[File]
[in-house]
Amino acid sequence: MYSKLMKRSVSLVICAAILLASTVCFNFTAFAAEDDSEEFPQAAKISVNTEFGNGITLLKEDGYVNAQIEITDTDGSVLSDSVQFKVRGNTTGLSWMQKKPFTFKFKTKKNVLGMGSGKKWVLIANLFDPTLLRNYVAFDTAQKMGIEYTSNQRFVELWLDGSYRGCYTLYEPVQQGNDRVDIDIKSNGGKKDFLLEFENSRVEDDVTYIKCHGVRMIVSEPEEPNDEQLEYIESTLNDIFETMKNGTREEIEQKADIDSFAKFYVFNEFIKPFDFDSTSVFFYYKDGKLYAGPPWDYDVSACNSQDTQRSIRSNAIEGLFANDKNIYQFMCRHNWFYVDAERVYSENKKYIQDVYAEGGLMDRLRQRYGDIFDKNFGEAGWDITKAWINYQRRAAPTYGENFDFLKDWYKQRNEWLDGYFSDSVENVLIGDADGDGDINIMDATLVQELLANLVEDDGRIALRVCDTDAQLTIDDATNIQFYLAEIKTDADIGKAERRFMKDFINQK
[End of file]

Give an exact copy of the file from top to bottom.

[in-house]
Amino acid sequence: MYSKLMKRSVSLVICAAILLASTVCFNFTAFAAEDDSEEFPQAAKISVNTEFGNGITLLKEDGYVNAQIEITDTDGSVLSDSVQFKVRGNTTGLSWMQKKPFTFKFKTKKNVLGMGSGKKWVLIANLFDPTLLRNYVAFDTAQKMGIEYTSNQRFVELWLDGSYRGCYTLYEPVQQGNDRVDIDIKSNGGKKDFLLEFENSRVEDDVTYIKCHGVRMIVSEPEEPNDEQLEYIESTLNDIFETMKNGTREEIEQKADIDSFAKFYVFNEFIKPFDFDSTSVFFYYKDGKLYAGPPWDYDVSACNSQDTQRSIRSNAIEGLFANDKNIYQFMCRHNWFYVDAERVYSENKKYIQDVYAEGGLMDRLRQRYGDIFDKNFGEAGWDITKAWINYQRRAAPTYGENFDFLKDWYKQRNEWLDGYFSDSVENVLIGDADGDGDINIMDATLVQELLANLVEDDGRIALRVCDTDAQLTIDDATNIQFYLAEIKTDADIGKAERRFMKDFINQK